Jump to ContentJump to Main Navigation
F.B. Eyes – How J. Edgar Hoover's Ghostreaders Framed African American Literature - Princeton Scholarship Online
Users without a subscription are not able to see the full content.

F.B. Eyes: How J. Edgar Hoover's Ghostreaders Framed African American Literature

William J. Maxwell


Few institutions seem more opposed than African American literature and J. Edgar Hoover's Federal Bureau of Investigation (FBI). But behind the scenes, the FBI's hostility to black protest was energized by fear of and respect for black writing. Drawing on nearly 14,000 pages of newly released FBI files, this book exposes the Bureau's intimate policing of five decades of African American poems, plays, essays, and novels. Starting in 1919, year one of Harlem's renaissance and Hoover's career at the Bureau, secretive FBI “ghostreaders” monitored the latest developments in African American letters ... More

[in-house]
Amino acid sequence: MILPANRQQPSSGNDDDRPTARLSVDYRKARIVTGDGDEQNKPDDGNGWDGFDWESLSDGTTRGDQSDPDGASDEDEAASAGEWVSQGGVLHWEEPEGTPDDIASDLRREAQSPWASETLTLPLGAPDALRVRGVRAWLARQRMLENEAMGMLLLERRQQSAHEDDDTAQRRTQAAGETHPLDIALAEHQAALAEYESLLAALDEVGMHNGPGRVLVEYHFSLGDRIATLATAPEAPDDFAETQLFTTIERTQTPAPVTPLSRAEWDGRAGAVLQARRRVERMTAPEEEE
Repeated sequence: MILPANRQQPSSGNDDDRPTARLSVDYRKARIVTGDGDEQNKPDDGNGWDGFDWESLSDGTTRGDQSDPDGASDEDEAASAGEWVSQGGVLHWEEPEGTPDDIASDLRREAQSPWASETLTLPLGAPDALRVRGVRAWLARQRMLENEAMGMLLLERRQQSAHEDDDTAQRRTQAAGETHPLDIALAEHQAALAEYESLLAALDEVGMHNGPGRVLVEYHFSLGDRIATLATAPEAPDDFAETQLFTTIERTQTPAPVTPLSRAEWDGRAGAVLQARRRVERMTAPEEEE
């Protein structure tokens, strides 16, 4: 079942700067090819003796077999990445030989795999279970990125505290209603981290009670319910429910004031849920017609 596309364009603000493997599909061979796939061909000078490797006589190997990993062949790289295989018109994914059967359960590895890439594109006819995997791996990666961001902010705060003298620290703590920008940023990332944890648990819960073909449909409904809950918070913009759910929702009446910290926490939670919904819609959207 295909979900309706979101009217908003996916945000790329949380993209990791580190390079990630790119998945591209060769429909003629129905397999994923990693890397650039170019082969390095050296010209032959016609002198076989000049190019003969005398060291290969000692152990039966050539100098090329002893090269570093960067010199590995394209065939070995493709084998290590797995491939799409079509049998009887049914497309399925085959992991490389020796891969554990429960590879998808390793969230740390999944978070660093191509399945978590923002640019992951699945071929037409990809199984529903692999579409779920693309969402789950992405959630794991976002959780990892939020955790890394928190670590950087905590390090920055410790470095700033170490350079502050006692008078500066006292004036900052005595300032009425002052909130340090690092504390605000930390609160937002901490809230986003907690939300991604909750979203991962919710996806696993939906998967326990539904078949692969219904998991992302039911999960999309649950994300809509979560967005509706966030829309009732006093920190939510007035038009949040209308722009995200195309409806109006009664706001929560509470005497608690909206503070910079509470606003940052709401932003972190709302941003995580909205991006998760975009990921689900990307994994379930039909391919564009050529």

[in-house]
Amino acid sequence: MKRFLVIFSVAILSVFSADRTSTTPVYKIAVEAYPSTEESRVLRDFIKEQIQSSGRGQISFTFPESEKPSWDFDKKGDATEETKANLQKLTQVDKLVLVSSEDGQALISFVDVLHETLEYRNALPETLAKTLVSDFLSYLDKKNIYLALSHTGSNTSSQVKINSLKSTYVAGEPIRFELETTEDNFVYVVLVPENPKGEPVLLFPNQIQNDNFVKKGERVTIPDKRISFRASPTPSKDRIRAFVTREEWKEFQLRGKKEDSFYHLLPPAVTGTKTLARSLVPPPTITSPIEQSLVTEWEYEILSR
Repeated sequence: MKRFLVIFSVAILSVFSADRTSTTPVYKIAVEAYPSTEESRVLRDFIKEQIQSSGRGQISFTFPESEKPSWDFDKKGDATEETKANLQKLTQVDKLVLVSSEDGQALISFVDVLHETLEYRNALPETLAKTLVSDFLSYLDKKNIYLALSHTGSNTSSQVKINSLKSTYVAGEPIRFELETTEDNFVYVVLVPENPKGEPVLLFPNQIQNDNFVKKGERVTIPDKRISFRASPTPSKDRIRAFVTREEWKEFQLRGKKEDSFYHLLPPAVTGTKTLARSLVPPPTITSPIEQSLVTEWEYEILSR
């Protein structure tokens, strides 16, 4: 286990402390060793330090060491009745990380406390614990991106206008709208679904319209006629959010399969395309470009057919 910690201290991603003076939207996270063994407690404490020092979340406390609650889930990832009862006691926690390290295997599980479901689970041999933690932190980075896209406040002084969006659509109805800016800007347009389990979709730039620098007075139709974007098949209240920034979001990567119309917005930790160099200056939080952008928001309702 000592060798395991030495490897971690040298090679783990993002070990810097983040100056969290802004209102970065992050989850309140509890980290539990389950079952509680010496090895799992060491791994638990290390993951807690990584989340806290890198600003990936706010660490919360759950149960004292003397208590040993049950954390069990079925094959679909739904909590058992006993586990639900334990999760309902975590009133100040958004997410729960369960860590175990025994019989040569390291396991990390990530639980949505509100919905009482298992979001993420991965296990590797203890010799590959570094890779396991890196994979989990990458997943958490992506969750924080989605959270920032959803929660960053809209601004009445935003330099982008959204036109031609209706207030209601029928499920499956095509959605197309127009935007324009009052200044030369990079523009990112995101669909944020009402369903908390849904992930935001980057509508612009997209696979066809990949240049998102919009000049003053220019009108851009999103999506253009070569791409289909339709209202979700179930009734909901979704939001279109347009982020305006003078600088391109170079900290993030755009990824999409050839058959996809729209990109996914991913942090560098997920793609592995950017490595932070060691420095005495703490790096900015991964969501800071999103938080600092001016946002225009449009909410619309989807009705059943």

Keywords: African American literature, J. Edgar Hoover, Federal Bureau of Investigation, FBI surveillance, black protest, black writing, black literature, political unrest, African American writers, self-censorship

Bibliographic Information

Print publication date: 2015 Print ISBN-13: 9780691130200
Published to Princeton Scholarship Online: October 2017 DOI:10.23943/princeton/9780691130200.001.0001


Affiliations are at time of print publication.

William J. Maxwell, author
Washington University, St. Louis